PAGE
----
Infectious Disease - Classification

Classification

Among the almost infinite varieties of microorganisms, relatively few cause disease in otherwise healthy individuals. Infectious disease results from the interplay between those few pathogens and the defenses of the hosts they infect. The appearance and severity of disease resulting from any pathogen depends upon the ability of that pathogen to damage the host as well as the ability of the host to resist the pathogen. Clinicians therefore classify infectious microorganisms or microbes according to the status of host defenses - either as primary pathogens or as opportunistic pathogens:

  • Primary pathogens cause disease as a result of their presence or activity within the normal, healthy host, and their intrinsic virulence (the severity of the disease they cause) is, in part, a necessary consequence of their need to reproduce and spread. Many of the most common primary pathogens of humans only infect humans, however many serious diseases are caused by organisms acquired from the environment or which infect non-human hosts.
  • Organisms which cause an infectious disease in a host with depressed resistance are classified as opportunistic pathogens. Opportunistic disease may be caused by microbes that are ordinarily in contact with the host, such as pathogenic bacteria or fungi in the gastrointestinal or the upper respiratory tract, and they may also result from (otherwise innocuous) microbes acquired from other hosts (as in Clostridium difficile colitis) or from the environment as a result of traumatic introduction (as in surgical wound infections or compound fractures). An opportunistic disease requires impairment of host defenses, which may occur as a result of genetic defects (such as Chronic granulomatous disease), exposure to antimicrobial drugs or immunosuppressive chemicals (as might occur following poisoning or cancer chemotherapy), exposure to ionizing radiation, or as a result of an infectious disease with immunosuppressive activity (such as with measles, malaria or HIV disease). Primary pathogens may also cause more severe disease in a host with depressed resistance than would normally occur in an immunosufficient host.

One way of proving that a given disease is "infectious", is to satisfy Koch's postulates (first proposed by Robert Koch), which demands that the infectious agent be identified only in patients and not in healthy controls, and that patients who contract the agent also develop the disease. These postulates were first used in the discovery that Mycobacteria species cause tuberculosis. Koch's postulates can not be met ethically for many human diseases because they require experimental infection of a healthy individual with a pathogen produced as a pure culture. Often, even diseases that are quite clearly infectious do not meet the infectious criteria. For example, Treponema pallidum, the causative spirochete of syphilis, cannot be cultured in vitro - however the organism can be cultured in rabbit testes. It is less clear that a pure culture comes from an animal source serving as host than it is when derived from microbes derived from plate culture. Epidemiology is another important tool used to study disease in a population. For infectious diseases it helps to determine if a disease outbreak is sporadic (occasional occurrence), endemic (regular cases often occurring in a region), epidemic (an unusually high number of cases in a region), or pandemic (a global epidemic).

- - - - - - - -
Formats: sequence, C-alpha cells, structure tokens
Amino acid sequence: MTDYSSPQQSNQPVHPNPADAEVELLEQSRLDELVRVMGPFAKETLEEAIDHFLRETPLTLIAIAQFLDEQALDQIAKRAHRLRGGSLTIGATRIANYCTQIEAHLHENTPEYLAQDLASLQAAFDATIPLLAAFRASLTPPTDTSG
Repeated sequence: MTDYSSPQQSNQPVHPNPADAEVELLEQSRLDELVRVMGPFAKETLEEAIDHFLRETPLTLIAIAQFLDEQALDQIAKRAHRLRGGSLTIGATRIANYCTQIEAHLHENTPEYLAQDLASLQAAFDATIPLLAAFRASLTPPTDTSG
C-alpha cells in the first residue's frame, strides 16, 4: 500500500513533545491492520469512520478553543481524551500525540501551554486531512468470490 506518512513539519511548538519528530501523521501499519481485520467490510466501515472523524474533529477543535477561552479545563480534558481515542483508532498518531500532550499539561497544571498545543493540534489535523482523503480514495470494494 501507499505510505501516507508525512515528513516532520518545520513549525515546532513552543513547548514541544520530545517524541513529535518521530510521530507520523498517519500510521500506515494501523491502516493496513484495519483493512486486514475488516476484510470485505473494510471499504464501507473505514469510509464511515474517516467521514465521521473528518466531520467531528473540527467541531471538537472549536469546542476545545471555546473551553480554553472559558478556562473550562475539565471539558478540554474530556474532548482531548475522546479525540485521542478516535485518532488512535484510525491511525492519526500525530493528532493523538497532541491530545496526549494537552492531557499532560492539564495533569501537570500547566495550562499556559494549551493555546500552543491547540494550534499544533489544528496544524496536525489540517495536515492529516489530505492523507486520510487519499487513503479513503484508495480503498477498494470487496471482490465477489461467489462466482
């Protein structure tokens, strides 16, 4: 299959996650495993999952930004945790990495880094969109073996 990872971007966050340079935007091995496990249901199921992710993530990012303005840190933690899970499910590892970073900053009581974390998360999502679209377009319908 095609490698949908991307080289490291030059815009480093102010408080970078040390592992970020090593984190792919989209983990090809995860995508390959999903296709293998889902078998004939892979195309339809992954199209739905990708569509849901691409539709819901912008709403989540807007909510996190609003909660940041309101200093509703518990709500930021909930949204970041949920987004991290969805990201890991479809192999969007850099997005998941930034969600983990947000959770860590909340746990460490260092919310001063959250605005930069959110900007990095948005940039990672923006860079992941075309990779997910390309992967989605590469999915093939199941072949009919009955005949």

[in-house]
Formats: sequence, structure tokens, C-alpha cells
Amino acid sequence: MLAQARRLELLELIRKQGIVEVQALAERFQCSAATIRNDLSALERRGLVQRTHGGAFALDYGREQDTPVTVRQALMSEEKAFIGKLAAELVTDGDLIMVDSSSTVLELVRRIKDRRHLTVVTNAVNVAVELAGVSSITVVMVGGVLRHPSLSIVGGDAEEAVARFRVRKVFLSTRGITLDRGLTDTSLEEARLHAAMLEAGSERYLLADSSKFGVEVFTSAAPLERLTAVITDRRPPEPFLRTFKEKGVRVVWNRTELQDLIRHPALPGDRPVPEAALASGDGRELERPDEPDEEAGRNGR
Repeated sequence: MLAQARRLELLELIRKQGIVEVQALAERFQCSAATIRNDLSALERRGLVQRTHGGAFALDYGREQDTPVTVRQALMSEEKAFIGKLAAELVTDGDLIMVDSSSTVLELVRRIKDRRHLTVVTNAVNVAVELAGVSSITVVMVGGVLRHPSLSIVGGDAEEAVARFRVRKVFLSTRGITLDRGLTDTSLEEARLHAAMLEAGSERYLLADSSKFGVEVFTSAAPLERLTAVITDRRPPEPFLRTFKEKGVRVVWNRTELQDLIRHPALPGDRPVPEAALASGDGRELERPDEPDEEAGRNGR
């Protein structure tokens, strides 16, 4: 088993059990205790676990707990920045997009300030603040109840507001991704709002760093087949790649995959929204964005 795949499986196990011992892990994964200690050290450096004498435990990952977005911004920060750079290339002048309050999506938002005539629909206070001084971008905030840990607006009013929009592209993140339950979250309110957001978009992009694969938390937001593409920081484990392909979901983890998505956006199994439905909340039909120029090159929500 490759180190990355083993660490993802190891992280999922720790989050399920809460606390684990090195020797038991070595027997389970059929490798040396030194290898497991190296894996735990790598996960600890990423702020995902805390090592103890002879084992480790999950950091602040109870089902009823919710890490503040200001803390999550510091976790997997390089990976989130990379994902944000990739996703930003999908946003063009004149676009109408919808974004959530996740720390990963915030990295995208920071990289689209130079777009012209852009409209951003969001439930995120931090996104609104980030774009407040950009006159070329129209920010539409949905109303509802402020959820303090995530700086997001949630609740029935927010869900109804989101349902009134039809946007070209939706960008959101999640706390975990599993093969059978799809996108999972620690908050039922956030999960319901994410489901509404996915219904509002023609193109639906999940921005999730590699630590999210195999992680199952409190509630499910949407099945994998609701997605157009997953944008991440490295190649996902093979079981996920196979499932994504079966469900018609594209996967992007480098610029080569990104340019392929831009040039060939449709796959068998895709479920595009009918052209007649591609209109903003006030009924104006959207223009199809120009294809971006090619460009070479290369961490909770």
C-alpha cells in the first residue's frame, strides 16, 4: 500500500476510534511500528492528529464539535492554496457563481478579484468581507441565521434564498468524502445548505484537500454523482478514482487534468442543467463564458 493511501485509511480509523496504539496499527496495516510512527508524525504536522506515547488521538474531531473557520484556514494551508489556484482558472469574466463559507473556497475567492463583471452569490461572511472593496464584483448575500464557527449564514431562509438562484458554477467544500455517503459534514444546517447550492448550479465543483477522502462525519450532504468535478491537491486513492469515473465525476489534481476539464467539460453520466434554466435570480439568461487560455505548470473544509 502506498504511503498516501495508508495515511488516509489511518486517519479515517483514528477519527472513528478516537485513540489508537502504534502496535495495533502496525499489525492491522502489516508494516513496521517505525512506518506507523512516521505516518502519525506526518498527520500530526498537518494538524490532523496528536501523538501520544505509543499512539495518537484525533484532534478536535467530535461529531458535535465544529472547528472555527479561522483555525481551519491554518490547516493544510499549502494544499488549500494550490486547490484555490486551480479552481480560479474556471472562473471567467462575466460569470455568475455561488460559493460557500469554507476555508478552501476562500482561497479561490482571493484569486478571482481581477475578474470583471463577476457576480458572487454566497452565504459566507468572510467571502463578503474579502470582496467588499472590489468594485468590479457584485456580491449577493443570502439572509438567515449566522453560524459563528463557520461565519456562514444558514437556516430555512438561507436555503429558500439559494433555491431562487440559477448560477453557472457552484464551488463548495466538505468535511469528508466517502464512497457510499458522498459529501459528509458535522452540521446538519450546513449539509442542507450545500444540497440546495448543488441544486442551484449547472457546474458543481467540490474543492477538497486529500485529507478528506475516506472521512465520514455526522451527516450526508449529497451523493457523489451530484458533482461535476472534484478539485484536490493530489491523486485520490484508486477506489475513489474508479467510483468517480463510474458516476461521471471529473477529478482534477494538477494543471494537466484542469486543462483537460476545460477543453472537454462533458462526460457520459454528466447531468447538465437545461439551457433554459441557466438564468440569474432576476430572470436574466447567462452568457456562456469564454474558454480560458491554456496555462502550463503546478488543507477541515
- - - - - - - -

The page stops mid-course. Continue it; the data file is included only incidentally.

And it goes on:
Read more about this topic:  Infectious Disease

Other articles related to "classification":

Naive Bayes Classifier - Introduction
... In 2004, analysis of the Bayesian classification problem has shown that there are some theoretical reasons for the apparently unreasonable efficacy of naive Bayes classifiers ... Still, a comprehensive comparison with other classification methods in 2006 showed that Bayes classification is outperformed by more current approaches, such as boosted trees or random forests ... training data to estimate the parameters (means and variances of the variables) necessary for classification ...
Pterosaur - Evolution and Extinction - Classification
... Classification of pterosaurs has historically been difficult, because there were many gaps in the fossil record ...
Anatomical Therapeutic Chemical Classification System
... The Anatomical Therapeutic Chemical (ATC) Classification System is used for the classification of drugs ...
Stellar Classification - Variable Star Classification
... There is a variable star classification scheme that encompasses existing stars that are classified in the spectra classification ...